Neat Board: A beautifully sleek all-in-one collaboration device with an immersive 65” multi-touch screen that enables annotations and white-boarding.

Ready to uplevel your Zoom experience as we begin returning to the office? Check out Neat — they’ve got a 100% satisfaction guarantee, so you can try Neat risk-free for 100 days.

How Neat →
Small Business Stories

How Willie Franklin, a one-man entrepreneur, revamped marijuana packaging

We’re highlighting stories of black business owners from our audience — and their tips for up-and-coming entrepreneurs of color. If you’re interested in being featured, fill out our survey here.

When Willie Franklin heard that BART — the Bay Area’s public transit system — was going to require all riders and employees to wear masks, he called up the authority cold. 

Franklin, a longtime packaging entrepreneur, had just pivoted to selling masks and other personal protective equipment, and he wanted to know if BART needed any. 

His first few calls went unanswered. Eventually, he reached a receptionist.

“Next thing I know I’m getting a call from the department of purchasing for BART,” he says. “I told him I’m a small businessman, and I can get you masks today.”

Soon the transit company was placing a $30k mask order. A week after those were delivered, BART bought $46k more.

Franklin first started working in sales in the ‘70s for corporations like Johnson & Johnson — even though he says he was consistently one of the top salespeople, he never got promoted.

Around 1991, he launched his own company, First In Packaging, with $25k in startup capital and a $100k line of bank credit. While he has sometimes employed contractors to help him, he mostly works on his own.

Around 2000, a friend told Franklin that the cannabis industry was distributing medical marijuana in baggies — so he decided to offer crush-proof packaging.

The cannabis industry was growing rapidly, but no one thought twice about the bags that medical marijuana came in. Franklin made himself essential. 

Franklin’s tip for young entrepreneurs of color: 

Join a networking group. When Franklin was starting out, he became a member of a northern California small business organization. It hosted events with Fortune 500 companies hoping to find new suppliers — and became a source of some of Franklin’s biggest deals. “Joining those network groups was vital,” he says.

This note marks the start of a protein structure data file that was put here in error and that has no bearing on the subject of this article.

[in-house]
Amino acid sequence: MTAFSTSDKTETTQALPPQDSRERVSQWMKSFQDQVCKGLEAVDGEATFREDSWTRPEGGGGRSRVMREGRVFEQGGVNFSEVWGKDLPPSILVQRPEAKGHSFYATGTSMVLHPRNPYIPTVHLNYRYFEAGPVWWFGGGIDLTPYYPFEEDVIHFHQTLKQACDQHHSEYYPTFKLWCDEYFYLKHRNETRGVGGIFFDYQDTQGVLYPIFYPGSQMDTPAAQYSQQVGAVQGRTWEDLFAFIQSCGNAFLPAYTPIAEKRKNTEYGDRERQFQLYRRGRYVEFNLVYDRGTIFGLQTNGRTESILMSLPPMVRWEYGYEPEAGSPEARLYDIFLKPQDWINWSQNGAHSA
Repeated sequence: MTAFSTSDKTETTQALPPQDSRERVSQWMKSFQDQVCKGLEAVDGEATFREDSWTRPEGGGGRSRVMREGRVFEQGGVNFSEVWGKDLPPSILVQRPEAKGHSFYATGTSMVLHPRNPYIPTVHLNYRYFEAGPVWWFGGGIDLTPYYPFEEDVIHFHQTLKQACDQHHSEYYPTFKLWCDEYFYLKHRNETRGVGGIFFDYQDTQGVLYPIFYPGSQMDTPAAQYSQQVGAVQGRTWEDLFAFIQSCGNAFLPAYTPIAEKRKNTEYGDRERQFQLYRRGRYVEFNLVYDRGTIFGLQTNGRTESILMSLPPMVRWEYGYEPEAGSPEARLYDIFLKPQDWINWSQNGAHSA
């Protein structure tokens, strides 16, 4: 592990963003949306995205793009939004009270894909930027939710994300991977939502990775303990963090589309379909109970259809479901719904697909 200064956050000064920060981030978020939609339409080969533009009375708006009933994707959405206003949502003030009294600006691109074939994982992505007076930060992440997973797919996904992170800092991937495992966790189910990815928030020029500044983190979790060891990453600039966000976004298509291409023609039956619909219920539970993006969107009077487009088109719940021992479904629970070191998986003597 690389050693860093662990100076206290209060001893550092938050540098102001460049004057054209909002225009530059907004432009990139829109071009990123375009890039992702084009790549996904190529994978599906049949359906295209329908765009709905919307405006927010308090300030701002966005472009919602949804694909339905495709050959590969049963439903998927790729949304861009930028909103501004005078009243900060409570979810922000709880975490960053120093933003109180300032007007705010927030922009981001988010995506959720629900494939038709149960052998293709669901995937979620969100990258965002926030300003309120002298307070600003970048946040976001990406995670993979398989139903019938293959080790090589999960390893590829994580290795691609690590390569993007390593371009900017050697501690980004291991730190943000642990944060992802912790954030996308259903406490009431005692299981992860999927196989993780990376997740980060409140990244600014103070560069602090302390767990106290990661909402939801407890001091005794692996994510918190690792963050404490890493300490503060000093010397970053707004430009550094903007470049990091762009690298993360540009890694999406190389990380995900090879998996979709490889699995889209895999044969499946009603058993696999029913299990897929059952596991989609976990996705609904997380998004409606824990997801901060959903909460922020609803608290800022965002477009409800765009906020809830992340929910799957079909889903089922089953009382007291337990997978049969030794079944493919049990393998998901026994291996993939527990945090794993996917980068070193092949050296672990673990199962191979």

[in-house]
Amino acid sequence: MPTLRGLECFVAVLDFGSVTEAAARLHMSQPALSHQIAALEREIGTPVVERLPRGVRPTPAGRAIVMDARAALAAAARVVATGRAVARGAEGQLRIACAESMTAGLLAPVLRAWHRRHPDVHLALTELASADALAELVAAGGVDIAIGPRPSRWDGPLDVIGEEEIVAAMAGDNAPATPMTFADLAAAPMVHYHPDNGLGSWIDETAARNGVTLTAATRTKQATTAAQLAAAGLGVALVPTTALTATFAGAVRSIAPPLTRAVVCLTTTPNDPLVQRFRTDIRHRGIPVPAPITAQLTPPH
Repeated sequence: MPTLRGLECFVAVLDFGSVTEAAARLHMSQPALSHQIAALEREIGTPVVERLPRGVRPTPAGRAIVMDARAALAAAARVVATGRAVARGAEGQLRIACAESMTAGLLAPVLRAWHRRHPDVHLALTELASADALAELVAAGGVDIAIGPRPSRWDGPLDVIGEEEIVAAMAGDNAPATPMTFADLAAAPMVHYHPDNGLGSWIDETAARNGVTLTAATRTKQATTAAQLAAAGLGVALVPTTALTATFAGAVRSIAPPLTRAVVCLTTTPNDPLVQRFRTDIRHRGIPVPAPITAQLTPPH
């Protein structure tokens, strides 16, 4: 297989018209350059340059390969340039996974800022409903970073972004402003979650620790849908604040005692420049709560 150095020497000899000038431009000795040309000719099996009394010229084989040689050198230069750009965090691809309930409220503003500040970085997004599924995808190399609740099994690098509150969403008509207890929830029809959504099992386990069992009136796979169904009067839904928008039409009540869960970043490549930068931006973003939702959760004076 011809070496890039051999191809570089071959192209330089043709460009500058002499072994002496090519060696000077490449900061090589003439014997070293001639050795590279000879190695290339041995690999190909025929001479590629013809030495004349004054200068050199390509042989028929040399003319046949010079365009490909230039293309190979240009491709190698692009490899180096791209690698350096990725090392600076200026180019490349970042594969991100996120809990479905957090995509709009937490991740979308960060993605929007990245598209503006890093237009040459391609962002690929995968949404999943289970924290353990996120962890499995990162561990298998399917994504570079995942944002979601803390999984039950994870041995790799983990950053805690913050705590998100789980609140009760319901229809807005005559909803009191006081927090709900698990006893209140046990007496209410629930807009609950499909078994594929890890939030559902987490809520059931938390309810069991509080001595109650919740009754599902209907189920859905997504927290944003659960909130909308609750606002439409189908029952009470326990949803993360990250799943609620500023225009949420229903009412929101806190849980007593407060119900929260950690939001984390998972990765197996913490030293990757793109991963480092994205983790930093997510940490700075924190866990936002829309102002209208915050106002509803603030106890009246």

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Travel Trouble

One airline’s weird strategy for raising capital in a pandemic: selling its prized artworks

Here’s more proof that airlines will do practically anything to plug the giant hole that the coronavirus pandemic punched in their bottom lines: British Airways is selling off paintings from its renowned art collection to keep itself afloat.

A stroke of genius?

The airline has a large collection that includes works by British artists Damien Hirst, Peter Doig, and Anish Kapoor. 

One piece that’s been designated for sale, by Bridget Riley, hangs in BA’s executive lounge at Heathrow airport. It’s been valued “well into seven figures,” one expert told the Evening Standard.

Going once, going twice…scold!

The art sales may help BA shore up its finances, but it can’t paint over its damaged reputation.

On Saturday, British lawmakers labeled the airline a “national disgrace” over the company’s plan to cut 12k jobs.

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TRENDS

“I heard you got hacked”

Back in February we covered a business in Trends. It was called Brand Yourself. Here’s the TL;DR:

In 2010, co-founder Pete Kistler realized a criminal with his name was outranking him on Google. To remedy the situation, he’d be facing a $25k bill. Kistler, along with his cofounders Patrick Ambron and Evan Watson started the “TurboTax for reputation management.”

Since then, Brand Yourself has grown to more than 1m customers, has been featured on both Shark Tank and Dragon’s Den, and is bringing in a pretty 8 figures. But they’ve also expanded into an important space: digital privacy. 

This Thursday, we’re bringing in Patrick to go over how business owners can protect themselves in a world full of hackers, data brokers, stalkers, and blackmailers. He’ll bring tangible tips including who’s tracking your data, the biggest risks for identity theft and data leaks, and what simple actions can be taken today.

Join us on Thursday 6/18, at 3pm ET (12pm PT).

Grab your spot → Snippets

1️⃣  More workers are using corporate donation-matching policies to maximize their financial support for social justice causes.

2️⃣  The release of Christopher Nolan’s “Tenet” — the tentpole movie that Hollywood is banking on to usher people back into theaters — has been pushed back from July 17 to July 31.

3️⃣  Twitter deleted 170k+ accounts associated with a Chinese political influence campaign.

4️⃣  Your Band-Aids are getting more diverse: The bandage maker will manufacture black and brown Band-Aids to better match a range of skin tones.

5️⃣  GitHub will replace the term “master” on its service with a more neutral one like “main,” to avoid terms that reference slavery.

6️⃣  Nothing ends old feuds like a lockdown: Airbnb finally settled its long-running fight with New York City over the sharing of information.

7️⃣  Illegal eel smuggling is big business — and catching the traffickers can be slippery.

8️⃣  What does it take to become a contact tracer? Years of medical experience in some states, a high school diploma in others.

9️⃣  Take a look under the hood of “Animal Talking,” the hottest late-night talk show in the Animal Crossing universe. 

🔟  Oops: The K-pop kingpins BTS, who have a prominent partnership with Samsung, tweeted a message from… an iPhone. The group’s stan army caught on immediately, and the memes flowed.

The Hustle Says

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*This is a sponsored post.